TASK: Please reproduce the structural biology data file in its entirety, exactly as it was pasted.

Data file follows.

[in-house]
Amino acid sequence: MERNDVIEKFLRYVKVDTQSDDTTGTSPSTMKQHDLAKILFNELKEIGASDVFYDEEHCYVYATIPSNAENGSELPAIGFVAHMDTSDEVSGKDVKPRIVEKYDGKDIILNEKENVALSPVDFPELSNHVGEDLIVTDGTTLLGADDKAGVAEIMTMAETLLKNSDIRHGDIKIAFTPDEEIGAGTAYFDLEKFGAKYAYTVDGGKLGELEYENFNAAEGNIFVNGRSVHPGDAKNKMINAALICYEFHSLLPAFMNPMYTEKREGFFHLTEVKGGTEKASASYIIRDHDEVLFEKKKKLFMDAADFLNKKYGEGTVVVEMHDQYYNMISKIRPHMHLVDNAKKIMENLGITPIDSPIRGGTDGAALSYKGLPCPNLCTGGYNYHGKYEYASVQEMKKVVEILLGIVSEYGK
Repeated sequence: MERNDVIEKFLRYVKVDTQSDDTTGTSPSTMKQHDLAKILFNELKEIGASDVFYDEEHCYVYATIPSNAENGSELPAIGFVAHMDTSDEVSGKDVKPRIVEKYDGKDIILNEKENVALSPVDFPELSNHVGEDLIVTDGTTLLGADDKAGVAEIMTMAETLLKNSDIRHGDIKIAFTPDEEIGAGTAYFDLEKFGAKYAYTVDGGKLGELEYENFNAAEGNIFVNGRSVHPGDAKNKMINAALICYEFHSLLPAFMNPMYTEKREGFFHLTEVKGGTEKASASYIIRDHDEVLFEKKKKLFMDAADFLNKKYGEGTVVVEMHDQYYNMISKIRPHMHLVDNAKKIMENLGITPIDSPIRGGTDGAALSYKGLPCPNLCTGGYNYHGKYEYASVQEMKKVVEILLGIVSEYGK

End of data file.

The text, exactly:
[in-house]
Amino acid sequence: MERNDVIEKFLRYVKVDTQSDDTTGTSPSTMKQHDLAKILFNELKEIGASDVFYDEEHCYVYATIPSNAENGSELPAIGFVAHMDTSDEVSGKDVKPRIVEKYDGKDIILNEKENVALSPVDFPELSNHVGEDLIVTDGTTLLGADDKAGVAEIMTMAETLLKNSDIRHGDIKIAFTPDEEIGAGTAYFDLEKFGAKYAYTVDGGKLGELEYENFNAAEGNIFVNGRSVHPGDAKNKMINAALICYEFHSLLPAFMNPMYTEKREGFFHLTEVKGGTEKASASYIIRDHDEVLFEKKKKLFMDAADFLNKKYGEGTVVVEMHDQYYNMISKIRPHMHLVDNAKKIMENLGITPIDSPIRGGTDGAALSYKGLPCPNLCTGGYNYHGKYEYASVQEMKKVVEILLGIVSEYGK
Repeated sequence: MERNDVIEKFLRYVKVDTQSDDTTGTSPSTMKQHDLAKILFNELKEIGASDVFYDEEHCYVYATIPSNAENGSELPAIGFVAHMDTSDEVSGKDVKPRIVEKYDGKDIILNEKENVALSPVDFPELSNHVGEDLIVTDGTTLLGADDKAGVAEIMTMAETLLKNSDIRHGDIKIAFTPDEEIGAGTAYFDLEKFGAKYAYTVDGGKLGELEYENFNAAEGNIFVNGRSVHPGDAKNKMINAALICYEFHSLLPAFMNPMYTEKREGFFHLTEVKGGTEKASASYIIRDHDEVLFEKKKKLFMDAADFLNKKYGEGTVVVEMHDQYYNMISKIRPHMHLVDNAKKIMENLGITPIDSPIRGGTDGAALSYKGLPCPNLCTGGYNYHGKYEYASVQEMKKVVEILLGIVSEYGK